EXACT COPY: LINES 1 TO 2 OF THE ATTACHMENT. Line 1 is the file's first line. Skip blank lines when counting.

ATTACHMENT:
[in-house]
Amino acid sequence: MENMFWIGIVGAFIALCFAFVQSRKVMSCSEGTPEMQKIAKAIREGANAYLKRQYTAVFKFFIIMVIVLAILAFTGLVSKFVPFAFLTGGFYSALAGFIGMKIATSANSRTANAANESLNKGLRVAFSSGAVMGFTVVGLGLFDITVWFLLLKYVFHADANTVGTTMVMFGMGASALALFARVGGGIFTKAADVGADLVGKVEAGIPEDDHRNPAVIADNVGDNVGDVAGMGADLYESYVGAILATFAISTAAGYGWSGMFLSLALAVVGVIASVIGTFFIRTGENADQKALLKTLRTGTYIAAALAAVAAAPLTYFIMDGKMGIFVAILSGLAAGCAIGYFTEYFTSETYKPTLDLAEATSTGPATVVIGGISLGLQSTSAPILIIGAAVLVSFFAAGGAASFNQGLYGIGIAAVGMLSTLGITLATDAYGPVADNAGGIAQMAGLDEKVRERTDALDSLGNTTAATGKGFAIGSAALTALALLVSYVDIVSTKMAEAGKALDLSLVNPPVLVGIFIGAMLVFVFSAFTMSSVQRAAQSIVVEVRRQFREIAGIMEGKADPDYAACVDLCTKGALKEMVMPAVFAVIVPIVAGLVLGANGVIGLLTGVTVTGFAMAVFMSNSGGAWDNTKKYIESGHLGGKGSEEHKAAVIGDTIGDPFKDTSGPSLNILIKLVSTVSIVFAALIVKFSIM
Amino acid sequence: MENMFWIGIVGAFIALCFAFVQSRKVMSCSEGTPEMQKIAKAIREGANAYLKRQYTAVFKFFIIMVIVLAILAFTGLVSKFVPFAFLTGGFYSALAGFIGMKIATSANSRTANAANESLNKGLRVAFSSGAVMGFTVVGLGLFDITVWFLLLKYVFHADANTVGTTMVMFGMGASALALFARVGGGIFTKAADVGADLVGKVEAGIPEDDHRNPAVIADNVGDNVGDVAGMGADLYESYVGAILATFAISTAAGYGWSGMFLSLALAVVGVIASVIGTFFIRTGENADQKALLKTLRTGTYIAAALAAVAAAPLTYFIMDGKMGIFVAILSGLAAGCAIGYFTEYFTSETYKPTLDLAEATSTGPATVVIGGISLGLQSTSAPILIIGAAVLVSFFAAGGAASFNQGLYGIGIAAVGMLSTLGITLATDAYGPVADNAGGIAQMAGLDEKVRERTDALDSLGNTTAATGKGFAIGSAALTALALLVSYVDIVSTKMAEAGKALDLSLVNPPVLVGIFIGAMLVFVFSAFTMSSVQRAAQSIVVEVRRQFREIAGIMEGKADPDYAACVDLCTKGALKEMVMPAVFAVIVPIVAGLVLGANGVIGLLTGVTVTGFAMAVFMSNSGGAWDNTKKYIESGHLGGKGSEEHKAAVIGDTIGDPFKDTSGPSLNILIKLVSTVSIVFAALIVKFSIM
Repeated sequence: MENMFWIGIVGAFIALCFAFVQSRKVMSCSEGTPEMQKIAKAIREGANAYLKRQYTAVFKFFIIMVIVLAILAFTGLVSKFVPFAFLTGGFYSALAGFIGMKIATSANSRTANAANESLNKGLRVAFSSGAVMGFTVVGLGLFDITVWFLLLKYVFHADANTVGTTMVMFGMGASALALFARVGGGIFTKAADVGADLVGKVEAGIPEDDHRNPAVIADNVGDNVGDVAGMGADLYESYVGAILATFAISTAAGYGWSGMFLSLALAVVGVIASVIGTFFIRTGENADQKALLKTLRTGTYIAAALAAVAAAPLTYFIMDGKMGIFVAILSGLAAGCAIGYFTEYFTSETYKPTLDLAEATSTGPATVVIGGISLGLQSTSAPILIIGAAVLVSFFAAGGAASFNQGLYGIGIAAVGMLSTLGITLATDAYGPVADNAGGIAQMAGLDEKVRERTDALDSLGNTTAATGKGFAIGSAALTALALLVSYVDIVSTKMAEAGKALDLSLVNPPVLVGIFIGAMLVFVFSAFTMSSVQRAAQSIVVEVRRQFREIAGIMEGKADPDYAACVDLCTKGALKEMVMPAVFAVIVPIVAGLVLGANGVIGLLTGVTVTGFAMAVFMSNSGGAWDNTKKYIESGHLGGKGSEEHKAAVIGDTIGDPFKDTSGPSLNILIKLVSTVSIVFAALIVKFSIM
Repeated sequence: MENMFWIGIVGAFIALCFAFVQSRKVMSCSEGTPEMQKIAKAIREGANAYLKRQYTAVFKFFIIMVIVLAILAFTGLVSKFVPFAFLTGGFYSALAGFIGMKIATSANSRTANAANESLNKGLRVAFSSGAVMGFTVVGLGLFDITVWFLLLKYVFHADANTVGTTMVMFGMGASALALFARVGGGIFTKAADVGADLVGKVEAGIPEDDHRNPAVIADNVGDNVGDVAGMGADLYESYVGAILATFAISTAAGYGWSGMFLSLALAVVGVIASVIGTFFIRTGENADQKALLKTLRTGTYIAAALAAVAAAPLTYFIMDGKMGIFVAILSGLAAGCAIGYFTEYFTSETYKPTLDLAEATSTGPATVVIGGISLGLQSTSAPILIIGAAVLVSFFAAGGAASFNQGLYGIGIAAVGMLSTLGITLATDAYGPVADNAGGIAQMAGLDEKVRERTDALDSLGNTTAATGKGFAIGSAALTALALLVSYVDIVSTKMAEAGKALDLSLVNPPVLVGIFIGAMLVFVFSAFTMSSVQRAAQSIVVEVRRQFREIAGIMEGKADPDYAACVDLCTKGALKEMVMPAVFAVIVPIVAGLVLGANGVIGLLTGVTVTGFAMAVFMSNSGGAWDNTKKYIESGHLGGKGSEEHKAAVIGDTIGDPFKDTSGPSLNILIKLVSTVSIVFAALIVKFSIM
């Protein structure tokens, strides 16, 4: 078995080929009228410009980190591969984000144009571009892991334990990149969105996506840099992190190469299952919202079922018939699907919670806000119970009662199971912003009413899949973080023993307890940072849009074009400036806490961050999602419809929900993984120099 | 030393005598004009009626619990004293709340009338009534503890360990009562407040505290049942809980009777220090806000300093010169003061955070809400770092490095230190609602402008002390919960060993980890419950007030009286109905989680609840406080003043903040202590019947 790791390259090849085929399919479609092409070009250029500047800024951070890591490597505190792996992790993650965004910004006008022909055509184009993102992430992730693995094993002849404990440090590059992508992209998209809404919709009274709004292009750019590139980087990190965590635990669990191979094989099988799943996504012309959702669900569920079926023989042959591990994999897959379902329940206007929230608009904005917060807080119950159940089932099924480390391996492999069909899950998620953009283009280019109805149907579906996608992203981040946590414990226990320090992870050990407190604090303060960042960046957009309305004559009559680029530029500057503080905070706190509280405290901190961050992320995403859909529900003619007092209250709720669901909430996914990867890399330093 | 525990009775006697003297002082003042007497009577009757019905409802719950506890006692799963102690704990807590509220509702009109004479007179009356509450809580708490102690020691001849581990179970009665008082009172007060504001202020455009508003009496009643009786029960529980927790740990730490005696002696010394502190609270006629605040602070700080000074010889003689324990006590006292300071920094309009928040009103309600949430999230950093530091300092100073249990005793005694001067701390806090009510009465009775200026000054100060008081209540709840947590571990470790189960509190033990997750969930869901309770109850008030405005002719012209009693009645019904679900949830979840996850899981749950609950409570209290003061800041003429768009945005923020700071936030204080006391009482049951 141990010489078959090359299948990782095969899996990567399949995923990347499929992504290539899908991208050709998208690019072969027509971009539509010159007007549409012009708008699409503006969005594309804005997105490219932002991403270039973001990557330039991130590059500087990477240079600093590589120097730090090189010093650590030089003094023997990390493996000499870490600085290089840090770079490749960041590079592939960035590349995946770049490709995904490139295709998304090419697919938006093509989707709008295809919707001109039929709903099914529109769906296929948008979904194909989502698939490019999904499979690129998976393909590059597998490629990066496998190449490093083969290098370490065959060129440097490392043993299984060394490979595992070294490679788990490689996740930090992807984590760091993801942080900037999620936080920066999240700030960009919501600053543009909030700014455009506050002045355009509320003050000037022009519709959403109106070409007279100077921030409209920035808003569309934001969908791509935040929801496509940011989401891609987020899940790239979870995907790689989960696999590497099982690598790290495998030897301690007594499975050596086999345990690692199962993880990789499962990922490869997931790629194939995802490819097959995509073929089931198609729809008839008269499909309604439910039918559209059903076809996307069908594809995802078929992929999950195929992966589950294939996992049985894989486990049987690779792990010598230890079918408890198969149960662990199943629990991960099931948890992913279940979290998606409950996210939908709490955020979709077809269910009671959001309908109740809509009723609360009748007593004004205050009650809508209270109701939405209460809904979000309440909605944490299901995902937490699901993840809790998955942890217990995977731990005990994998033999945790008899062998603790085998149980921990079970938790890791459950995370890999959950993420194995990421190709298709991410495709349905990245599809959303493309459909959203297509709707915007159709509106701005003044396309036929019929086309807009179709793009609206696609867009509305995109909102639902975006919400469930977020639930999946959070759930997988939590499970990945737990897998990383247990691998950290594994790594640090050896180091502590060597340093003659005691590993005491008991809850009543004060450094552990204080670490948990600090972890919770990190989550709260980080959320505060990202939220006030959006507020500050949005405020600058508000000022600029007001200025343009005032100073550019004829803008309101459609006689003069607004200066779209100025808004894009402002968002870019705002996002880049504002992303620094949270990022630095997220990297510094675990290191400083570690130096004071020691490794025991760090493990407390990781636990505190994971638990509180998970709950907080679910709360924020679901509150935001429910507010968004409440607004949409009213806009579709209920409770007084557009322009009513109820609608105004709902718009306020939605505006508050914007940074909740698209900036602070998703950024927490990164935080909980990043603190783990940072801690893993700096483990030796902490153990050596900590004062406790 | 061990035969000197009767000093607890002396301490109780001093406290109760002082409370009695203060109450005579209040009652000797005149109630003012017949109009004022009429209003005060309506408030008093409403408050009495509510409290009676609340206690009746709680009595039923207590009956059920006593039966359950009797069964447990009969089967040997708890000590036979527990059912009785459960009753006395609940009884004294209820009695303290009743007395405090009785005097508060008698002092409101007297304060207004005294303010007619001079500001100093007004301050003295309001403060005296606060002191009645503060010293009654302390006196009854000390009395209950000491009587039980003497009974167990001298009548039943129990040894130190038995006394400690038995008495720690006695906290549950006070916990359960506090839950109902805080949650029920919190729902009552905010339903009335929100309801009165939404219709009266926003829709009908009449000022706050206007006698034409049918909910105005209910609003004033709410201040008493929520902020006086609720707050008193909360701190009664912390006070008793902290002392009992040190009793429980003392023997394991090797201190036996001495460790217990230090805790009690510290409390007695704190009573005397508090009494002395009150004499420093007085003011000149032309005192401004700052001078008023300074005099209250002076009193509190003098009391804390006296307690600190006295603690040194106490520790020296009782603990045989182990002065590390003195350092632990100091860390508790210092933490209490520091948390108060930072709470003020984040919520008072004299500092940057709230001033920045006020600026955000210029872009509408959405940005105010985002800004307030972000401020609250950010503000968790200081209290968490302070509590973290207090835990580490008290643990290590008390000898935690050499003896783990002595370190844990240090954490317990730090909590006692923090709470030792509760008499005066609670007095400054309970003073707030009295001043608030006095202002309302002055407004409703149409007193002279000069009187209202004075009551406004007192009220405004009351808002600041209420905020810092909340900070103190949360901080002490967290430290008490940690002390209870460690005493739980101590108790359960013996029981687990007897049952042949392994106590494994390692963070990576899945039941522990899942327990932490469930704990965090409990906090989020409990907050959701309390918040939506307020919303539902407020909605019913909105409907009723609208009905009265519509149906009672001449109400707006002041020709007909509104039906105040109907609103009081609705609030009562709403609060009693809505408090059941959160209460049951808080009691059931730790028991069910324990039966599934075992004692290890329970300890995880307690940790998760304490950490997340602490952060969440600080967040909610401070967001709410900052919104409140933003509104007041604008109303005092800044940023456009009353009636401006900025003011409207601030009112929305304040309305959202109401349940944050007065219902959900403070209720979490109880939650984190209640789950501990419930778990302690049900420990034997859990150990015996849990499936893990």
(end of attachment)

[in-house]
Amino acid sequence: MENMFWIGIVGAFIALCFAFVQSRKVMSCSEGTPEMQKIAKAIREGANAYLKRQYTAVFKFFIIMVIVLAILAFTGLVSKFVPFAFLTGGFYSALAGFIGMKIATSANSRTANAANESLNKGLRVAFSSGAVMGFTVVGLGLFDITVWFLLLKYVFHADANTVGTTMVMFGMGASALALFARVGGGIFTKAADVGADLVGKVEAGIPEDDHRNPAVIADNVGDNVGDVAGMGADLYESYVGAILATFAISTAAGYGWSGMFLSLALAVVGVIASVIGTFFIRTGENADQKALLKTLRTGTYIAAALAAVAAAPLTYFIMDGKMGIFVAILSGLAAGCAIGYFTEYFTSETYKPTLDLAEATSTGPATVVIGGISLGLQSTSAPILIIGAAVLVSFFAAGGAASFNQGLYGIGIAAVGMLSTLGITLATDAYGPVADNAGGIAQMAGLDEKVRERTDALDSLGNTTAATGKGFAIGSAALTALALLVSYVDIVSTKMAEAGKALDLSLVNPPVLVGIFIGAMLVFVFSAFTMSSVQRAAQSIVVEVRRQFREIAGIMEGKADPDYAACVDLCTKGALKEMVMPAVFAVIVPIVAGLVLGANGVIGLLTGVTVTGFAMAVFMSNSGGAWDNTKKYIESGHLGGKGSEEHKAAVIGDTIGDPFKDTSGPSLNILIKLVSTVSIVFAALIVKFSIM